Europe big freeze death toll rises
Russia and Ukraine have taken extra precautions to protect the homeless from the big freeze after at least 175 people froze to death on the streets of Europe during a brutal cold snap.
As the death toll from the past week rose to at least 175 on Friday, Russian Emergencies Minister Sergei Shoigu ordered the creation of facilities nationwide to feed and provide medical assistance to the homeless.
Russia has not reported casualty figures from the cold snap, which has gripped a large swath of the continent from Russia to Serbia and reached as far west as the Netherlands.
But Russian Deputy Health Minister Maxim Topilin was quoted by the ITAR-Tass news agency as saying that at least 64 people died from the cold in all of January.
With tens of thousands of protesters expected on the streets of Moscow on Saturday, doctors advised those taking part in the demonstrations to protect themselves from the cold as their grandmothers used to do: by wearing felt boots and smearing their faces with goose or pig fat.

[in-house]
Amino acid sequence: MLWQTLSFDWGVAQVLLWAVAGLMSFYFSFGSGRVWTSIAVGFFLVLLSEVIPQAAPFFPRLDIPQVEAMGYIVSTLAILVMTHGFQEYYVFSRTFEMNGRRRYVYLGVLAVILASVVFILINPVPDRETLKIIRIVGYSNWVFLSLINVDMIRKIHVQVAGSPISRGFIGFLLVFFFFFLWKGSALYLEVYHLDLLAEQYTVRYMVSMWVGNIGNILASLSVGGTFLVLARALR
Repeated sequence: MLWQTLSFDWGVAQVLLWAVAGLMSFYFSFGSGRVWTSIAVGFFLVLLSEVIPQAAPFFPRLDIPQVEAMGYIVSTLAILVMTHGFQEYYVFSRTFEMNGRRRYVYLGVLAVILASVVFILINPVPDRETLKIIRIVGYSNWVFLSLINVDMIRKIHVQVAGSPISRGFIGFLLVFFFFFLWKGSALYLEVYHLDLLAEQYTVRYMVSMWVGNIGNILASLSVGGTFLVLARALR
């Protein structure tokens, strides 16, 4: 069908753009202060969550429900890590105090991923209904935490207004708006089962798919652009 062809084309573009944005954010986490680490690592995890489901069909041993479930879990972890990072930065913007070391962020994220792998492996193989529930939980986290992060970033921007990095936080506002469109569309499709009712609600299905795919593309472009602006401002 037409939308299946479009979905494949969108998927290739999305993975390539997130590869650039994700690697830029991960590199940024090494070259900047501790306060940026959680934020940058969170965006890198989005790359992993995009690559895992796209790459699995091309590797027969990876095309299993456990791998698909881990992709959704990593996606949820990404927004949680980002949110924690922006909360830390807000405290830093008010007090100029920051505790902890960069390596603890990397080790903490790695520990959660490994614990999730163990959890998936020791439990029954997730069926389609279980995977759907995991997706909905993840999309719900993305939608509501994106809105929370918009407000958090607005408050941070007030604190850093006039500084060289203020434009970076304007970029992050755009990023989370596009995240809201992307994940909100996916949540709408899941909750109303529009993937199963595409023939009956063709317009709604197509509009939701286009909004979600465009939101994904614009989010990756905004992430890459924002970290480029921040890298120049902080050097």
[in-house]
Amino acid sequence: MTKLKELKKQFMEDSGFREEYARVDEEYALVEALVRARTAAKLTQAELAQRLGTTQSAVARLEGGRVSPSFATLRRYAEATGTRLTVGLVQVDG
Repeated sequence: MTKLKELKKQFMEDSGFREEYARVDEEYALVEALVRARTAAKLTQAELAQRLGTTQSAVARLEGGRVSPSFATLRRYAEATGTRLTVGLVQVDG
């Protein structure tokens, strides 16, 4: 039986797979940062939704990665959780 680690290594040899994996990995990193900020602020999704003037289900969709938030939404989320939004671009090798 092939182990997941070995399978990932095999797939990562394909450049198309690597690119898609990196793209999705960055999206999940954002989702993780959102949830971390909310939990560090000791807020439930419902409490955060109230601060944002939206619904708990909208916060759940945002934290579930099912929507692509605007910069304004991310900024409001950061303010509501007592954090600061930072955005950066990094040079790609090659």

Protesters also were encouraged to eat a big breakfast, preferably including meat, and refrain from drinking alcohol. While most will be protesting against Vladimir Putin's government, others will attend a separate pro-Putin rally.
In Ukraine, the hardest hit country, health officials have told hospitals to stop discharging the hundreds of homeless patients after they are treated for hypothermia and frostbite. The goal is to prevent them from dying once they are released into temperatures as low as minus 32C (minus 26F).
Authorities also have set up nearly 3,000 heating and food shelters. Thirty-eight more fatalities were reported from frostbite and hypothermia in Ukraine on Friday, raising the nation's death toll to 101. Emergency officials have said many of the victims were homeless.
Mykola Blyznyuk of the Health Ministry told the Kiev Post newspaper that many of the victims of hypothermia had broken their legs in falls and spent a long time on the ground in freezing temperatures while waiting for help to arrive.
Of the Ukrainians who have died since the cold weather hit on January 27, some 64 were found frozen on the streets, 11 died in hospitals and 26 in their homes, said emergency officials.